Last year at this time, many Douglas County residents were still digging and chainsawing their way out of the aftermath of the biggest snowstorm in memory.
On Feb. 25 and 26, 2019, more than a foot of snow fell, toppling thousands of trees, blocking roadways and knocking down power lines around the county in a storm that would soon be dubbed “snowmageddon.”
It would be weeks before many rural county residents would have their power restored. Douglas Electric Cooperative brought in extra crews to essentially rebuild an electrical grid that had been devastated.
A year has passed, but in some of the more remote parts of the county, roads remain blocked by downed trees today. And downed trees are still creating delays and difficulty for search and rescue and firefighting operations.
County crews continue to collect and dispose of the debris.
To date, the total cost of the aftermath is estimated at $11.2 million. The bulk of that, $9.2 million, is the cost to restore the electrical grid.
Sutherlin’s gym was severely damaged in the storm and has been restored, at a cost of more than $1 million. The problems that made the roof vulnerable to damage from the storm have been fixed so the same type of storm wouldn’t destroy it next time around, Sutherlin School District Superintendent Terry Prestianni said.
While the funds to repair the school gym came primarily from insurance, about 75% of the other costs are expected to be reimbursed by the Federal Emergency Management Agency.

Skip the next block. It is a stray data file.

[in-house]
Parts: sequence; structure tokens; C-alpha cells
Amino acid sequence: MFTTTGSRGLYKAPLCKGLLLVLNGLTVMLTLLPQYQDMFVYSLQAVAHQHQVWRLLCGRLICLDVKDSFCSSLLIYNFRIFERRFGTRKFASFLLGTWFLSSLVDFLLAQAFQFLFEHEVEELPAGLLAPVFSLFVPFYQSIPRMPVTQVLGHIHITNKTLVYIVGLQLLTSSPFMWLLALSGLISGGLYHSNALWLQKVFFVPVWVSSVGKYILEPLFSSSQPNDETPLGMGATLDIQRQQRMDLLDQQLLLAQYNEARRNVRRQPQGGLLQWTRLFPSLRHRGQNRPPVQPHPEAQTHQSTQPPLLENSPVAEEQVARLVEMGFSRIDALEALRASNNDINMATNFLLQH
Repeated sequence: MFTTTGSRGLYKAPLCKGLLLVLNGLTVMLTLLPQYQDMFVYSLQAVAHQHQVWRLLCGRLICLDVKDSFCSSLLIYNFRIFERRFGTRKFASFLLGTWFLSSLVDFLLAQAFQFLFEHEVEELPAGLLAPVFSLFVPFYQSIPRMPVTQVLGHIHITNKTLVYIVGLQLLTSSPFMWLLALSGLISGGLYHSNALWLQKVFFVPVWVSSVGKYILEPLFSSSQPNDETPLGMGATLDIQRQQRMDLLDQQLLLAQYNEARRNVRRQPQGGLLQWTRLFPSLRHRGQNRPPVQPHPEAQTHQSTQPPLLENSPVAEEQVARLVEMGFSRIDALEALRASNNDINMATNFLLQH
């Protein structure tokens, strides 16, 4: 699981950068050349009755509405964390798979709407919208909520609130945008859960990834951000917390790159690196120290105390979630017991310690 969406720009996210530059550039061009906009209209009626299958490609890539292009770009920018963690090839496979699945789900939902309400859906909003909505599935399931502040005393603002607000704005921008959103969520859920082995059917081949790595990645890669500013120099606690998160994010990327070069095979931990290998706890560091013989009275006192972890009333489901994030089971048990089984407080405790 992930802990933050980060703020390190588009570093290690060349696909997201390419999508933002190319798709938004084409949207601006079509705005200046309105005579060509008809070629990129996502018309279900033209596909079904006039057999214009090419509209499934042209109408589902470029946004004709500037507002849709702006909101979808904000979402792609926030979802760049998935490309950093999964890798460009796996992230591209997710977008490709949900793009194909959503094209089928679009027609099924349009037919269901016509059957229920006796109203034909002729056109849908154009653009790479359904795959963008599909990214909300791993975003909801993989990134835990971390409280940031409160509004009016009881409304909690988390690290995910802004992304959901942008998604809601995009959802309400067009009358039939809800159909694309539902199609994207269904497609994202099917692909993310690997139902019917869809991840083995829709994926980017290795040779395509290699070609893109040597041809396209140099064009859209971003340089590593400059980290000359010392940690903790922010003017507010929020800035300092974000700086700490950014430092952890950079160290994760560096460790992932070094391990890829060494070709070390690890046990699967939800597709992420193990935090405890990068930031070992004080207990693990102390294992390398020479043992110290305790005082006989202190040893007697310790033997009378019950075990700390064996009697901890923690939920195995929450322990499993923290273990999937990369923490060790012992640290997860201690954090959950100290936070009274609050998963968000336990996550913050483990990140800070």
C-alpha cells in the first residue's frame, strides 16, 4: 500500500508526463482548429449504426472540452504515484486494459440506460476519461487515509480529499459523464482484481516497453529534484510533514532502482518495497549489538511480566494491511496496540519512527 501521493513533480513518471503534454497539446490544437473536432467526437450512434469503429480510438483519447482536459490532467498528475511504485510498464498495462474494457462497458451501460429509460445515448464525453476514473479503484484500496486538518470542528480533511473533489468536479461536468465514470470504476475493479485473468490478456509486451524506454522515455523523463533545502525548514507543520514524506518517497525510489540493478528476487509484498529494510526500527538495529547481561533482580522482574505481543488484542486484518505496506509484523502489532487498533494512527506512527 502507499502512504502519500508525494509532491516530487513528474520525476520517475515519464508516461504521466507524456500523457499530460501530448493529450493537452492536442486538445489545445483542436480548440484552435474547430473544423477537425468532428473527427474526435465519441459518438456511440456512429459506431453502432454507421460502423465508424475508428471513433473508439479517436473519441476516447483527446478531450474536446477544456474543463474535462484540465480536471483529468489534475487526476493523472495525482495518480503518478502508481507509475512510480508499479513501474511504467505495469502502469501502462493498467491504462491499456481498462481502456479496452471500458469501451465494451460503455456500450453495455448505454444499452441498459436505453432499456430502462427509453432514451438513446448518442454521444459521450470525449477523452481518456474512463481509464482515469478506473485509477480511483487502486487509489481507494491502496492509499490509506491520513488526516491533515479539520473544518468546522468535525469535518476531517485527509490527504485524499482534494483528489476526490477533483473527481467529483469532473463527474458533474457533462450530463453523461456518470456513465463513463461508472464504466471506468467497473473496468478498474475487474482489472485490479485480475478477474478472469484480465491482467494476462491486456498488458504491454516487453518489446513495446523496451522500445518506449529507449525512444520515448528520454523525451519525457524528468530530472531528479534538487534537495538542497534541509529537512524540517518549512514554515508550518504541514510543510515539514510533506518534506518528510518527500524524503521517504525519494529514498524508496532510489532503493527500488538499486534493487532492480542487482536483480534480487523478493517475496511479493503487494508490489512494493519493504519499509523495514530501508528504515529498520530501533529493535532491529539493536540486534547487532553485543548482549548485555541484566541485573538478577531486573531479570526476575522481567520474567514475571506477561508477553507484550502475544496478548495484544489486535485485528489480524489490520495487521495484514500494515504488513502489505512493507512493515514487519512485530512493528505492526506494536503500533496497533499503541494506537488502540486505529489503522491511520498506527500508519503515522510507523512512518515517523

What FEMA won’t be reimbursing is the unknown cost to individuals stuck clearing away their own downed trees, repairing fences and sometimes roofs and otherwise cleaning up the mess.
Douglas Electric discovered that under a 2017 law it could be penalized for accepting FEMA funds by losing its nonprofit status and being taxed on the funds. It took an act of Congress, signed by the president in December, to fix that problem
Some trees damaged during the storm continue to fall, and that’s been a problem for Douglas Electric.
“We have miles and miles of brand new equipment out there ... wires, poles, transformers and such, but given we still have 120-foot fir trees falling across our 30 foot right of ways ... the challenges will continue,” said Douglas Electric spokesman Todd Munsey in an email.